Secondly, by demonstrating goodwill to negotiate, Abbas reintroduces the Palestinian question into the domestic political discourse in Israel. It forces every Israeli to take a stand on issues critical to a future peace deal, including borders, Jerusalem and refugees. If Israel proves unwilling to negotiate in good faith, it risks further international isolation. At the same time, negotiations may cause a political crisis as various members of Netanyahu’s government coalition vehemently oppose any deal with the Palestinians, let alone a Palestinian state.

Thirdly, developments in Palestine and the Arab world put Abbas into a strategically comfortable position. Although being skeptical of Israeli intentions, the Arab League supports the Kerry mission and also upholds its own comprehensive peace offer of the year 2002, which Israel has ignored for years. By backing his stance on the resumption of negotiations, the Arab League legitimizes Abbas’ leadership and representation of the Palestinian people. Jordan has agreed to join and host the negotiations on final status issues, and also cooperates with Israel and the PA on various projects on the Dead Sea. Meanwhile, Hamas, the only serious challenger for Abbas’ Fatah movement, stands with its back to the wall as it has gradually lost most of its ideological allies as well as financial and military supporters, including Iran, Syria, Hezbollah and most recently Egypt. With neither Russia, Europe nor Saudi Arabia being willing to change their position vis-à-vis Hamas, Abbas believes he can capitalize on the growing isolation of its rival and dictate his personal terms for reconciliation, i.e. by threatening to go ahead with elections in the West Bank.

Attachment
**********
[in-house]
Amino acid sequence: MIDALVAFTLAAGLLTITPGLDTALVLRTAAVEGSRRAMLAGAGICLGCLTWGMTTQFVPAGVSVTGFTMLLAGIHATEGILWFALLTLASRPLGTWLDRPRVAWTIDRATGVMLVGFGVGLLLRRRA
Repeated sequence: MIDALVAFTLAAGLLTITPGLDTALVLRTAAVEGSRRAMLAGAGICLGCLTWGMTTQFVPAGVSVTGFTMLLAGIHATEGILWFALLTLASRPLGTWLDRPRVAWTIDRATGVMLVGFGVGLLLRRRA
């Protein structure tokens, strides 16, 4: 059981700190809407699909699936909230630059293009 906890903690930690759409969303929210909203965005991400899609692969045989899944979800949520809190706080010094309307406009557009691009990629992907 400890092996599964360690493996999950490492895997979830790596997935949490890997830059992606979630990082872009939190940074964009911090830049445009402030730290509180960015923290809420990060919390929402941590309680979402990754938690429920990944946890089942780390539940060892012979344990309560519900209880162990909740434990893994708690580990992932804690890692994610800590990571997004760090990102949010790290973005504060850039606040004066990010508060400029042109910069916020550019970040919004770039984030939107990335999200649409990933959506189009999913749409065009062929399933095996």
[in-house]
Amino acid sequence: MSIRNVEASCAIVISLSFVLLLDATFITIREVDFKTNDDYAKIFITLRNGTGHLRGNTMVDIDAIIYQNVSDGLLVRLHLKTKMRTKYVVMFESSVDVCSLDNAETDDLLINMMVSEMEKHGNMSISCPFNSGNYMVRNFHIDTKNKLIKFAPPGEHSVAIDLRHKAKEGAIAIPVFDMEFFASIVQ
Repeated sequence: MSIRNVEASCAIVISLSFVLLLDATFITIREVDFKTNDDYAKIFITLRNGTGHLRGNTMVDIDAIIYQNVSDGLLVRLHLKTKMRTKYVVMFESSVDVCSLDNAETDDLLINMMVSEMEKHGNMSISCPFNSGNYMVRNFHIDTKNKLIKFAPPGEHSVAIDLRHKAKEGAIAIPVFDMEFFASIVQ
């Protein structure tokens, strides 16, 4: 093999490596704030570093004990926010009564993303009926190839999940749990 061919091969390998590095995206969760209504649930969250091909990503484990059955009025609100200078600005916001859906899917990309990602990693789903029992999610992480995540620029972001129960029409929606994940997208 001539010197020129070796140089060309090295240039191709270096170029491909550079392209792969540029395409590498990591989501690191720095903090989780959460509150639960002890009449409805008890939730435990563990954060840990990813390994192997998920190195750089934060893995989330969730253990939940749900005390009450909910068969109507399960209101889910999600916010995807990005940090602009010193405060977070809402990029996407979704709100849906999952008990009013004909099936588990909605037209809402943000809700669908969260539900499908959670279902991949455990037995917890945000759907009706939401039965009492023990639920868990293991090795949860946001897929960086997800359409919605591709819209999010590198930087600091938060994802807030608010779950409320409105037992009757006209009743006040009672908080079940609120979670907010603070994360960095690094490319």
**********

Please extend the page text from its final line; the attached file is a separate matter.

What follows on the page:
A range of personal, economic and strategic calculations led Abbas to agree to a new round of negotiations ten years after the launch of the Road Map (2003) and twenty years after the signing of the Declaration of Principles (1993) that led to the Oslo Accords. Looking at the situation in Palestine today, one may conclude that the Oslo Accords were never meant to be implemented. Subsequent negotiations meant swimming against the tide and failed as Israel never stopped entrenching itself in the occupied territories, actively obstructing the two-state solution. If John Kerry wants to open a new chapter of Israeli-Palestinian negotiations, he will above all have to deal with the Zionist claim to all the land of Palestine; a claim that has been at the root of the conflict for the last one hundred years and has developed into an obsession of control.


This commentary can also be found at PASSIA.org.

  • Middle East Policy

    Middle East Policy has been one of the world’s most cited publications on the region since its inception in 1982, and our Breaking Analysis series makes high-quality, diverse analysis available to a broader audience.